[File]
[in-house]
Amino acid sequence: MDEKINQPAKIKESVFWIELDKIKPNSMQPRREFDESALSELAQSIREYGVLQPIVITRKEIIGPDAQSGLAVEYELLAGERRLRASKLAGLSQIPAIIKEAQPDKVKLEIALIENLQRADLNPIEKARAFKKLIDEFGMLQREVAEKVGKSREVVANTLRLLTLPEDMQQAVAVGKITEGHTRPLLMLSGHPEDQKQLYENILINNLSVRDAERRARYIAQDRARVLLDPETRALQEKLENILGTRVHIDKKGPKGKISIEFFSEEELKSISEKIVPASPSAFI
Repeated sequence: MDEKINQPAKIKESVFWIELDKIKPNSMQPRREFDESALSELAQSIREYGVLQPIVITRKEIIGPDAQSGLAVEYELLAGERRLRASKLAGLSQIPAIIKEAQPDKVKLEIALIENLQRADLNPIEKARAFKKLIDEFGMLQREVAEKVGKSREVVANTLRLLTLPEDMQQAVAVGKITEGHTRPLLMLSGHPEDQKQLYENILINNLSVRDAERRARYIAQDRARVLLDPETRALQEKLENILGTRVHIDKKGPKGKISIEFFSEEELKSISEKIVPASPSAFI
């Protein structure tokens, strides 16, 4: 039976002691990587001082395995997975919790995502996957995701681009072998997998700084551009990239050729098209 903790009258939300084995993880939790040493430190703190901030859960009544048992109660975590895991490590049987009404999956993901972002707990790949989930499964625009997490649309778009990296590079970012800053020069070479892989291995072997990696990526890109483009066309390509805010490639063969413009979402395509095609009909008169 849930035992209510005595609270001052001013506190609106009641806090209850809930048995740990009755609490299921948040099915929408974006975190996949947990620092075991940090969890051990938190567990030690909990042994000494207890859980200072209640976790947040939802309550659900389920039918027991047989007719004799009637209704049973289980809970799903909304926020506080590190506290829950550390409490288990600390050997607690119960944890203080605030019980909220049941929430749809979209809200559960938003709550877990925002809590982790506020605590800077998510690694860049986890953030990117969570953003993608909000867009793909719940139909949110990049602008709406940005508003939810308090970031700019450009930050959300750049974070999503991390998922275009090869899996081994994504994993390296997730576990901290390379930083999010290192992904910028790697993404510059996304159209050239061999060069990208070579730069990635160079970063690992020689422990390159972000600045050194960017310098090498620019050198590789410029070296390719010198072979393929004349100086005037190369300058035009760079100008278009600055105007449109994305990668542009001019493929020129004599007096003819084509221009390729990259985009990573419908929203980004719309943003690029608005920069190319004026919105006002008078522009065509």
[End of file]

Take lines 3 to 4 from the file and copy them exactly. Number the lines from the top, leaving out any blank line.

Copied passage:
Repeated sequence: MDEKINQPAKIKESVFWIELDKIKPNSMQPRREFDESALSELAQSIREYGVLQPIVITRKEIIGPDAQSGLAVEYELLAGERRLRASKLAGLSQIPAIIKEAQPDKVKLEIALIENLQRADLNPIEKARAFKKLIDEFGMLQREVAEKVGKSREVVANTLRLLTLPEDMQQAVAVGKITEGHTRPLLMLSGHPEDQKQLYENILINNLSVRDAERRARYIAQDRARVLLDPETRALQEKLENILGTRVHIDKKGPKGKISIEFFSEEELKSISEKIVPASPSAFI
């Protein structure tokens, strides 16, 4: 039976002691990587001082395995997975919790995502996957995701681009072998997998700084551009990239050729098209 903790009258939300084995993880939790040493430190703190901030859960009544048992109660975590895991490590049987009404999956993901972002707990790949989930499964625009997490649309778009990296590079970012800053020069070479892989291995072997990696990526890109483009066309390509805010490639063969413009979402395509095609009909008169 849930035992209510005595609270001052001013506190609106009641806090209850809930048995740990009755609490299921948040099915929408974006975190996949947990620092075991940090969890051990938190567990030690909990042994000494207890859980200072209640976790947040939802309550659900389920039918027991047989007719004799009637209704049973289980809970799903909304926020506080590190506290829950550390409490288990600390050997607690119960944890203080605030019980909220049941929430749809979209809200559960938003709550877990925002809590982790506020605590800077998510690694860049986890953030990117969570953003993608909000867009793909719940139909949110990049602008709406940005508003939810308090970031700019450009930050959300750049974070999503991390998922275009090869899996081994994504994993390296997730576990901290390379930083999010290192992904910028790697993404510059996304159209050239061999060069990208070579730069990635160079970063690992020689422990390159972000600045050194960017310098090498620019050198590789410029070296390719010198072979393929004349100086005037190369300058035009760079100008278009600055105007449109994305990668542009001019493929020129004599007096003819084509221009390729990259985009990573419908929203980004719309943003690029608005920069190319004026919105006002008078522009065509």